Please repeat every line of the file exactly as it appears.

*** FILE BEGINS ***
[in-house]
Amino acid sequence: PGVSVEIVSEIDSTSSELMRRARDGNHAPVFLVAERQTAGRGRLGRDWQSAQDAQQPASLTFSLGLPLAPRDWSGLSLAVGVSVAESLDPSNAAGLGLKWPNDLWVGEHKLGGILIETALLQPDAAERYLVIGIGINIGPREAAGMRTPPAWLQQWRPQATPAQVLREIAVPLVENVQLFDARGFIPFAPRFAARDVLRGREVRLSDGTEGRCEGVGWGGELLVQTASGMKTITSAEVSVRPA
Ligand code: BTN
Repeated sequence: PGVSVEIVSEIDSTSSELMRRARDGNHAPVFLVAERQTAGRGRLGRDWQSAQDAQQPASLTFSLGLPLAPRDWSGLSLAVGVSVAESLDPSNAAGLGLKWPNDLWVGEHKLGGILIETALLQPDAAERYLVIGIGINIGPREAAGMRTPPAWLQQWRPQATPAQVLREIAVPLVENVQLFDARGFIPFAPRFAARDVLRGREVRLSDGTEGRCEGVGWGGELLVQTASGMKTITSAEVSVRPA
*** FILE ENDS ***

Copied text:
[in-house]
Amino acid sequence: PGVSVEIVSEIDSTSSELMRRARDGNHAPVFLVAERQTAGRGRLGRDWQSAQDAQQPASLTFSLGLPLAPRDWSGLSLAVGVSVAESLDPSNAAGLGLKWPNDLWVGEHKLGGILIETALLQPDAAERYLVIGIGINIGPREAAGMRTPPAWLQQWRPQATPAQVLREIAVPLVENVQLFDARGFIPFAPRFAARDVLRGREVRLSDGTEGRCEGVGWGGELLVQTASGMKTITSAEVSVRPA
Ligand code: BTN
Repeated sequence: PGVSVEIVSEIDSTSSELMRRARDGNHAPVFLVAERQTAGRGRLGRDWQSAQDAQQPASLTFSLGLPLAPRDWSGLSLAVGVSVAESLDPSNAAGLGLKWPNDLWVGEHKLGGILIETALLQPDAAERYLVIGIGINIGPREAAGMRTPPAWLQQWRPQATPAQVLREIAVPLVENVQLFDARGFIPFAPRFAARDVLRGREVRLSDGTEGRCEGVGWGGELLVQTASGMKTITSAEVSVRPA